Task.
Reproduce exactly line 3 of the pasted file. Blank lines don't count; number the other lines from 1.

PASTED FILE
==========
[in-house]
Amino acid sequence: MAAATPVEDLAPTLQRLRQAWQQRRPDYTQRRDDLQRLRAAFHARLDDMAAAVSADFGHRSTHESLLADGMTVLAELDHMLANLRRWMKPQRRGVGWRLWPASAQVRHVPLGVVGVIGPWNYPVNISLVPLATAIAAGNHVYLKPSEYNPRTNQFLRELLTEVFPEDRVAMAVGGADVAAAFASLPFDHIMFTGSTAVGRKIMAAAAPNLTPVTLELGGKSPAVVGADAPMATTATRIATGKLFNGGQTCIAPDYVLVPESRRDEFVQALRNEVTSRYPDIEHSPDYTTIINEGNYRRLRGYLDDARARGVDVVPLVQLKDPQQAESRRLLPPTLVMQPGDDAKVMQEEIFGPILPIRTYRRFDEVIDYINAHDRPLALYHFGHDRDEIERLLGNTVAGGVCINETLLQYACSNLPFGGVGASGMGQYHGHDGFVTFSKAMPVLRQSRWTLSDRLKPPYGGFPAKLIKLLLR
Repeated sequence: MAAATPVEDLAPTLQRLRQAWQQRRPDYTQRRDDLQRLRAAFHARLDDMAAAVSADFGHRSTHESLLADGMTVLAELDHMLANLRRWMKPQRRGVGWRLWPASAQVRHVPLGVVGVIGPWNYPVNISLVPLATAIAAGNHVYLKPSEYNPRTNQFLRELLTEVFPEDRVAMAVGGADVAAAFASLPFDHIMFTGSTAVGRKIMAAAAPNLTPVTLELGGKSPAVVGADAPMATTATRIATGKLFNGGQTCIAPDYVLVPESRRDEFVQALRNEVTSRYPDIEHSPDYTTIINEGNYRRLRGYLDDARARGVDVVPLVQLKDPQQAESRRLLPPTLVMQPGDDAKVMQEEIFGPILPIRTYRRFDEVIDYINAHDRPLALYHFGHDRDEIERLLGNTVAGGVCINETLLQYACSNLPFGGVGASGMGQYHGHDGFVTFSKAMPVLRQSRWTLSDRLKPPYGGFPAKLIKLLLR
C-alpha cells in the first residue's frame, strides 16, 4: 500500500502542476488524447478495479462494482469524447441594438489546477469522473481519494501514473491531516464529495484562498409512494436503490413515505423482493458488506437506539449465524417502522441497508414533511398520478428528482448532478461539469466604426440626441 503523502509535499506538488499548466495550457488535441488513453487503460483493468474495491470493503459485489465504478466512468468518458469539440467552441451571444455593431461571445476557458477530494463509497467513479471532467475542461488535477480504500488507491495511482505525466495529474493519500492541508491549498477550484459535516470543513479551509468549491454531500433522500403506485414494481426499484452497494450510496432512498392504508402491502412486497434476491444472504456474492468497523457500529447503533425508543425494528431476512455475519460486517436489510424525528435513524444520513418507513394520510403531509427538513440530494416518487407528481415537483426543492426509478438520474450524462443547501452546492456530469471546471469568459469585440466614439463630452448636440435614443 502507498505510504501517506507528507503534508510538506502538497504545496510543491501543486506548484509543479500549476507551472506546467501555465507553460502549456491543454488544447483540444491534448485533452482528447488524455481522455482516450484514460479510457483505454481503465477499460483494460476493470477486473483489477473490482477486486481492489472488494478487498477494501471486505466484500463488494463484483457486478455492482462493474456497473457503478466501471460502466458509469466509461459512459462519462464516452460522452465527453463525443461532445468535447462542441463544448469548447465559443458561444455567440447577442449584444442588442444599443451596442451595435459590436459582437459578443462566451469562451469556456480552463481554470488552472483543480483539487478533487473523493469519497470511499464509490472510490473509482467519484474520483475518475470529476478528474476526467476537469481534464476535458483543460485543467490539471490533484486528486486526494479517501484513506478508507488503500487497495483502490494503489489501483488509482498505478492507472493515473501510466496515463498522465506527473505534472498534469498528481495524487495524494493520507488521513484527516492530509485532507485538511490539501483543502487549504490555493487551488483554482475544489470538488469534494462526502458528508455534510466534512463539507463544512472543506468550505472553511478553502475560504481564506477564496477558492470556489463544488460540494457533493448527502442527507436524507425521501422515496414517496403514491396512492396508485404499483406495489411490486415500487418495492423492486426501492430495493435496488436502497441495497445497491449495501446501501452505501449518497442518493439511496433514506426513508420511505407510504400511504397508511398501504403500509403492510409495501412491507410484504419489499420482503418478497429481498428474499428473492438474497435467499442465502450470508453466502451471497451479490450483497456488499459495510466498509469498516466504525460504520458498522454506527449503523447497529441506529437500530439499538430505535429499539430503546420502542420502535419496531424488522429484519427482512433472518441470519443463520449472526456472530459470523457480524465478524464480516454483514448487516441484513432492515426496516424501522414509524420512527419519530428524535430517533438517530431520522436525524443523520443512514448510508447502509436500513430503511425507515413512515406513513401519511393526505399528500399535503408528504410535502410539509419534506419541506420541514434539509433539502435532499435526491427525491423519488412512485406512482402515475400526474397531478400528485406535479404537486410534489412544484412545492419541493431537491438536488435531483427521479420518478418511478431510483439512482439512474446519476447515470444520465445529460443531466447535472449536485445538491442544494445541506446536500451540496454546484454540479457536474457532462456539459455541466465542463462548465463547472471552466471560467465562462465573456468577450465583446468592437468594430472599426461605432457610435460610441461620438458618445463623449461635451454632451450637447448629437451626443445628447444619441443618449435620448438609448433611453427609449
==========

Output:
Repeated sequence: MAAATPVEDLAPTLQRLRQAWQQRRPDYTQRRDDLQRLRAAFHARLDDMAAAVSADFGHRSTHESLLADGMTVLAELDHMLANLRRWMKPQRRGVGWRLWPASAQVRHVPLGVVGVIGPWNYPVNISLVPLATAIAAGNHVYLKPSEYNPRTNQFLRELLTEVFPEDRVAMAVGGADVAAAFASLPFDHIMFTGSTAVGRKIMAAAAPNLTPVTLELGGKSPAVVGADAPMATTATRIATGKLFNGGQTCIAPDYVLVPESRRDEFVQALRNEVTSRYPDIEHSPDYTTIINEGNYRRLRGYLDDARARGVDVVPLVQLKDPQQAESRRLLPPTLVMQPGDDAKVMQEEIFGPILPIRTYRRFDEVIDYINAHDRPLALYHFGHDRDEIERLLGNTVAGGVCINETLLQYACSNLPFGGVGASGMGQYHGHDGFVTFSKAMPVLRQSRWTLSDRLKPPYGGFPAKLIKLLLR